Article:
This Sunday marks the 250th anniversary of the birth of Scottish poet Robert Burns, a night beloved in the hearts of the Scots, but relatively unknown to most Americans. For those of you uninitiated in Burns Night, it is a celebration in honor of good ol' Rabbie Burns, and, in true Scottish style, it is bathed in whisky and delicious haggis, neeps, and tatties.
My Scottish husband and I have made it a quest to educate and initiate our friends into the hallowed Burns Night traditions. Last year, we hosted our first Burns Night, and to our great surprise nearly everyone we invited not only showed up, but embraced the event with open arms, trying on their best Scottish brogue and gobbling up the haggis we’d captured out in the wilds of Dixon, CA.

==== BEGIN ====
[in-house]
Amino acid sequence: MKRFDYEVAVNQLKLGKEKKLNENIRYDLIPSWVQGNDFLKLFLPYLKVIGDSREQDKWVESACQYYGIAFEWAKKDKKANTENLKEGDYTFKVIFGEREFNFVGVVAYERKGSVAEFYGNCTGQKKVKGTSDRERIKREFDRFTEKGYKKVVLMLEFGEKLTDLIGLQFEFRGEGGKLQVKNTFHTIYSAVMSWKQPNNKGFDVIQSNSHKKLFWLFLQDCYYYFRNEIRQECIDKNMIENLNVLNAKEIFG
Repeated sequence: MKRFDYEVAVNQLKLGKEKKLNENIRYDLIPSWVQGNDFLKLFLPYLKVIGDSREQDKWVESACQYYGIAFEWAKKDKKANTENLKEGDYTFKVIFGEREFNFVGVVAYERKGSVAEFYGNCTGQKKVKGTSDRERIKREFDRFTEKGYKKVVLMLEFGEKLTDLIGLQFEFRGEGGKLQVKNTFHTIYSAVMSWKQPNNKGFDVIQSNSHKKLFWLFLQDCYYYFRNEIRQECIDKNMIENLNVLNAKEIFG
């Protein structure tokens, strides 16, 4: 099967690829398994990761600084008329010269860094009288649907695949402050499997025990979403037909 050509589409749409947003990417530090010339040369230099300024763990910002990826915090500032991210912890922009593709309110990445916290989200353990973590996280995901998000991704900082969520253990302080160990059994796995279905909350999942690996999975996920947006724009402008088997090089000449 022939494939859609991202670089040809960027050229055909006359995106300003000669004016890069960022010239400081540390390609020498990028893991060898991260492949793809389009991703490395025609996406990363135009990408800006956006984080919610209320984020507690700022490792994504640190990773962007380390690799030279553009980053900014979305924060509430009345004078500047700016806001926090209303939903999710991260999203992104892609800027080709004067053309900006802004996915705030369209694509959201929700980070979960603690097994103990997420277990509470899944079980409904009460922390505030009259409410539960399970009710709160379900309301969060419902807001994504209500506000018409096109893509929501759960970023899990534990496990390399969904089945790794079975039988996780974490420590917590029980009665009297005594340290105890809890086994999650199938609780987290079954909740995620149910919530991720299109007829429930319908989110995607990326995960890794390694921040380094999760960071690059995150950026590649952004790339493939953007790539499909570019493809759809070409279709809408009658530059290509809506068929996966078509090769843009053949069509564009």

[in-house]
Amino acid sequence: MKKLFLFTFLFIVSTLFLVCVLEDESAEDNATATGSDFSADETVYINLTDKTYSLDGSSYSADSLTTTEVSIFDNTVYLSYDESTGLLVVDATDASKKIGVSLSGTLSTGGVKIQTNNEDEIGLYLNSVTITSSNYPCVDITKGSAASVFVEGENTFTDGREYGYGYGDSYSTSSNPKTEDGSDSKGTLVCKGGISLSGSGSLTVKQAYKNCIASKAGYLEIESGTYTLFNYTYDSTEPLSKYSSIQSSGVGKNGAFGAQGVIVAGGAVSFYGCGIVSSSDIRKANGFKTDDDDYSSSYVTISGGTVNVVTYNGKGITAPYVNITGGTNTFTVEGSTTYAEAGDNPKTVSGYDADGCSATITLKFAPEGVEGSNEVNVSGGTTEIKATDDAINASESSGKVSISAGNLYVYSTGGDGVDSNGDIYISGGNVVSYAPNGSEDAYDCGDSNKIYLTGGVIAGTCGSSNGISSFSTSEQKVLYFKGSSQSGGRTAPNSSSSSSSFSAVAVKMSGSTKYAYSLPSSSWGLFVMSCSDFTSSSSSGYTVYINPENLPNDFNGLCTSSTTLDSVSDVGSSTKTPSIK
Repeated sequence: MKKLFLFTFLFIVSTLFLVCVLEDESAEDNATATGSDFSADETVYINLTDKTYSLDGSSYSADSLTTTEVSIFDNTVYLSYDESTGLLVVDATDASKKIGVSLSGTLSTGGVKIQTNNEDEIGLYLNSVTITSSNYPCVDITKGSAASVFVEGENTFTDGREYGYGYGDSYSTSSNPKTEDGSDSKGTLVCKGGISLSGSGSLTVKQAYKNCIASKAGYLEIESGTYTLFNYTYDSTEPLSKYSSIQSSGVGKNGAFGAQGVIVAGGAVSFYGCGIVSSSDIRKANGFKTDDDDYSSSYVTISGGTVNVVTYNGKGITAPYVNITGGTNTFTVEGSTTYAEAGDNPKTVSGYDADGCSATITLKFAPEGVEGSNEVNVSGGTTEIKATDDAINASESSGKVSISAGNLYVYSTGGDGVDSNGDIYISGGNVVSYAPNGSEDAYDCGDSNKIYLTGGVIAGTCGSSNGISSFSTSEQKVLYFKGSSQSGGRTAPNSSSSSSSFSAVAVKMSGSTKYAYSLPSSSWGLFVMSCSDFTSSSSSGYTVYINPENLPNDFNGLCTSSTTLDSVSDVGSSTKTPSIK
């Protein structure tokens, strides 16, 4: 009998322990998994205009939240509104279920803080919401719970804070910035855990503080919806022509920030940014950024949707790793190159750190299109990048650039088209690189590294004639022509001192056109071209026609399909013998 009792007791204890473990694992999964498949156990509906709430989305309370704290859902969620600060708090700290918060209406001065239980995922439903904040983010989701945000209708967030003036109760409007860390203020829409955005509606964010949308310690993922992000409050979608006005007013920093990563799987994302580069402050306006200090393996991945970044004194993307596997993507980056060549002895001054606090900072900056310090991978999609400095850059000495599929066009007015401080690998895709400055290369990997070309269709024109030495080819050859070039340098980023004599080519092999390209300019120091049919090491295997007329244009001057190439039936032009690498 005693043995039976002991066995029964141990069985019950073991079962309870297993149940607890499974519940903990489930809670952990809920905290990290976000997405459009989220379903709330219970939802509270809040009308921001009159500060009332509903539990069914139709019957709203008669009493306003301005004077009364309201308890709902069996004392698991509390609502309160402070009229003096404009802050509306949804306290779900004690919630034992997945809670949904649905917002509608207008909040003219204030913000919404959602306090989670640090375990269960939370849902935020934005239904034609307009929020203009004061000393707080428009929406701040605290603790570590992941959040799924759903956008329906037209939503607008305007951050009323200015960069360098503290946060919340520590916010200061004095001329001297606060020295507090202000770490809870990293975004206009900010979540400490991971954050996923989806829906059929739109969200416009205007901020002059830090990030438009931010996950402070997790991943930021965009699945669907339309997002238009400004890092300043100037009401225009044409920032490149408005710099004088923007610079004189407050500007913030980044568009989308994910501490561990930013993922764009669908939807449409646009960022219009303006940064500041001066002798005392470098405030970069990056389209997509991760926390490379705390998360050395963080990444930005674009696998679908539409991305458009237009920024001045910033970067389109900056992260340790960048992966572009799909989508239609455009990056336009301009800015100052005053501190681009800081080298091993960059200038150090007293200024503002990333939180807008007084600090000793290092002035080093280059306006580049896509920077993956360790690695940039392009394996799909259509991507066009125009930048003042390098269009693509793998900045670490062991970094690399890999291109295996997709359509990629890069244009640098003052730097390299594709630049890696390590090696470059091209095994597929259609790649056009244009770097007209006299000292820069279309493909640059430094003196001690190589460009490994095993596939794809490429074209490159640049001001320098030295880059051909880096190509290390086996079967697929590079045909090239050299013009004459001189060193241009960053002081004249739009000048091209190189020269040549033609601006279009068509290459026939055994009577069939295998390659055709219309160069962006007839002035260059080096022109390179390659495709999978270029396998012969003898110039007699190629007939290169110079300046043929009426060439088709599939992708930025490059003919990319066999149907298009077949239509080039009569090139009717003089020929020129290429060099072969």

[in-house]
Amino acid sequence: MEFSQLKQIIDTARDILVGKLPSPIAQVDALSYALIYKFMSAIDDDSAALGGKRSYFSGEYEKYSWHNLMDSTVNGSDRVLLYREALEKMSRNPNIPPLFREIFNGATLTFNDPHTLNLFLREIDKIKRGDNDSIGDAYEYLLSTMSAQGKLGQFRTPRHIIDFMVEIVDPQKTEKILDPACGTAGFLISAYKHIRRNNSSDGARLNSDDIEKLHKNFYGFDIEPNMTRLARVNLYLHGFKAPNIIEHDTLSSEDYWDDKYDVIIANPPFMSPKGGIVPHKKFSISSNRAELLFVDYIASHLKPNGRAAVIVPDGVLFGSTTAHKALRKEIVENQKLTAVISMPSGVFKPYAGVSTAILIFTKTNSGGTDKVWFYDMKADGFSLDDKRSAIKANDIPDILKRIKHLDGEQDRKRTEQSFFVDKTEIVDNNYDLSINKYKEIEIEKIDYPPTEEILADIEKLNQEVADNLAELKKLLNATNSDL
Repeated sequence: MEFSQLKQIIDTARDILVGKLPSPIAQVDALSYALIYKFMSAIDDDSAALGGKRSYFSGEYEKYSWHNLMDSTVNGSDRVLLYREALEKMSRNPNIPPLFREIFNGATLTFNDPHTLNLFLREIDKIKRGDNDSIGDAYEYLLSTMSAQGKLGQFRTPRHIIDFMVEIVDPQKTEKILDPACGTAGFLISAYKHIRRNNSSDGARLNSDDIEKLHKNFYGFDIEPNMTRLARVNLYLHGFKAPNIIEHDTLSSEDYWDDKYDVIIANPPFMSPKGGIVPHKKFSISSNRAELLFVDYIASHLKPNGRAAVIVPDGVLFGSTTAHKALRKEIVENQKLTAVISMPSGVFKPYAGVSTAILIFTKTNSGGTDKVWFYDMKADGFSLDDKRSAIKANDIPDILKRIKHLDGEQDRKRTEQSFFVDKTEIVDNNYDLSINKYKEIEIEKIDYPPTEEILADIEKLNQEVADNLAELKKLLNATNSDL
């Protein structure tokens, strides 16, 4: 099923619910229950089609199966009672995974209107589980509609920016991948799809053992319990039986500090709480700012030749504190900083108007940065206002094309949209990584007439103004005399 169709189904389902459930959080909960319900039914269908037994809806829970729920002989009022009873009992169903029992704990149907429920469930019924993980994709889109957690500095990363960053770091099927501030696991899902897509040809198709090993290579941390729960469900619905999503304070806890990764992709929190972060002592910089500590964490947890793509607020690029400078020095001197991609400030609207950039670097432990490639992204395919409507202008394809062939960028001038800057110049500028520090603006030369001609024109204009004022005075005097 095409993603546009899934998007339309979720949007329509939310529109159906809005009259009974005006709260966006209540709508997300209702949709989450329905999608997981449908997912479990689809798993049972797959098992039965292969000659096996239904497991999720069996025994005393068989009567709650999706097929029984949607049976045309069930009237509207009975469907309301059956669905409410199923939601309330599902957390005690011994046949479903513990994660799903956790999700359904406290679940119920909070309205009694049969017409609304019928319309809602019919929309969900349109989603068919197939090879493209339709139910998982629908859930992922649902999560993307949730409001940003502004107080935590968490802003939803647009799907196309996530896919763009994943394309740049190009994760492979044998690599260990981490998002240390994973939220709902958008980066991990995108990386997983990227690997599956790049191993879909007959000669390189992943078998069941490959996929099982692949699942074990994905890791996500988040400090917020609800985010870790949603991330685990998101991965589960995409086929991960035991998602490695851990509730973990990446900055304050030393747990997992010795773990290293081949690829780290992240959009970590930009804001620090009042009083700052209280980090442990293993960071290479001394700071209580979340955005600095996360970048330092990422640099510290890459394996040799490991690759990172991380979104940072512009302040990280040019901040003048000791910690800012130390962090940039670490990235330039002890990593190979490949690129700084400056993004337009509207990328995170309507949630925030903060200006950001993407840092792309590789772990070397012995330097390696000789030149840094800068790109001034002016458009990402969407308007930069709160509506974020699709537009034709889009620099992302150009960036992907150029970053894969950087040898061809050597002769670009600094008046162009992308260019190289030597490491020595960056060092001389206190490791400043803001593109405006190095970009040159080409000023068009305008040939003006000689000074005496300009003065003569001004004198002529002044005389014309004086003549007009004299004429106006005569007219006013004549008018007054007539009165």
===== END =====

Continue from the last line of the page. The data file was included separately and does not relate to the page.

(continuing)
It goes like this, at least at our house: We steam some haggis--which is essentially a big stuffed sausage made from sheep offal, spices, and oats; way more delicious than it might sound--and we make big pots of mashed potatoes (the “tatties”) and smashed rutabagas (the “neeps”). Just before the haggis is brought out and skewered with a large knife, we read Rabbie Burns Address to a Haggis. All the while, the whisky is flowing.
Perhaps it doesn’t sound as fun as it actually ends up being, but then again, you might not have a friend like Traci, who takes a few whisky shots and takes over the room with her rolling Rrrrrrrrs and guttural brogue.